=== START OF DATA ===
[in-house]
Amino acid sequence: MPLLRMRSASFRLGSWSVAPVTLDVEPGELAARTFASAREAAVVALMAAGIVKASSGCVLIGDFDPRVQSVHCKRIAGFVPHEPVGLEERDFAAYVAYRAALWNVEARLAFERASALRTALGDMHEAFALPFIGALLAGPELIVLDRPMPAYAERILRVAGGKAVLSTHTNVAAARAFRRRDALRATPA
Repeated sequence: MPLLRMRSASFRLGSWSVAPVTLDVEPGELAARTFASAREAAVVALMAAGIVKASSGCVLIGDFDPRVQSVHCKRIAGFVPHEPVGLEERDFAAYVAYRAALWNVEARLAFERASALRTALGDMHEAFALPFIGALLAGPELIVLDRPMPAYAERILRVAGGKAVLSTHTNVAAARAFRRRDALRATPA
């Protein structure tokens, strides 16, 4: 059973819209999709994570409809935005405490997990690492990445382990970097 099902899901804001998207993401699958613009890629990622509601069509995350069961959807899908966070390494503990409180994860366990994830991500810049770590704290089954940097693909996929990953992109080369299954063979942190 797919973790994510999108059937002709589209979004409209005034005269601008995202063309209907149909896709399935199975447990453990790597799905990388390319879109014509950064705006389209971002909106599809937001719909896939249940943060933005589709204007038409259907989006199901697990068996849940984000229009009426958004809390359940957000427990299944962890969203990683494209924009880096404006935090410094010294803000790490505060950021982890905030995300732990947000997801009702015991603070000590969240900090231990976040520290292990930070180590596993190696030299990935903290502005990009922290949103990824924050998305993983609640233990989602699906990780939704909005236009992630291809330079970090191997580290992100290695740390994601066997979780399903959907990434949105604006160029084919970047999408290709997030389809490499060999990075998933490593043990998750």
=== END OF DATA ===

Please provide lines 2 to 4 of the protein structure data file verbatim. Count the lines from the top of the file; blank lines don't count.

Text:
Amino acid sequence: MPLLRMRSASFRLGSWSVAPVTLDVEPGELAARTFASAREAAVVALMAAGIVKASSGCVLIGDFDPRVQSVHCKRIAGFVPHEPVGLEERDFAAYVAYRAALWNVEARLAFERASALRTALGDMHEAFALPFIGALLAGPELIVLDRPMPAYAERILRVAGGKAVLSTHTNVAAARAFRRRDALRATPA
Repeated sequence: MPLLRMRSASFRLGSWSVAPVTLDVEPGELAARTFASAREAAVVALMAAGIVKASSGCVLIGDFDPRVQSVHCKRIAGFVPHEPVGLEERDFAAYVAYRAALWNVEARLAFERASALRTALGDMHEAFALPFIGALLAGPELIVLDRPMPAYAERILRVAGGKAVLSTHTNVAAARAFRRRDALRATPA
């Protein structure tokens, strides 16, 4: 059973819209999709994570409809935005405490997990690492990445382990970097 099902899901804001998207993401699958613009890629990622509601069509995350069961959807899908966070390494503990409180994860366990994830991500810049770590704290089954940097693909996929990953992109080369299954063979942190 797919973790994510999108059937002709589209979004409209005034005269601008995202063309209907149909896709399935199975447990453990790597799905990388390319879109014509950064705006389209971002909106599809937001719909896939249940943060933005589709204007038409259907989006199901697990068996849940984000229009009426958004809390359940957000427990299944962890969203990683494209924009880096404006935090410094010294803000790490505060950021982890905030995300732990947000997801009702015991603070000590969240900090231990976040520290292990930070180590596993190696030299990935903290502005990009922290949103990824924050998305993983609640233990989602699906990780939704909005236009992630291809330079970090191997580290992100290695740390994601066997979780399903959907990434949105604006160029084919970047999408290709997030389809490499060999990075998933490593043990998750």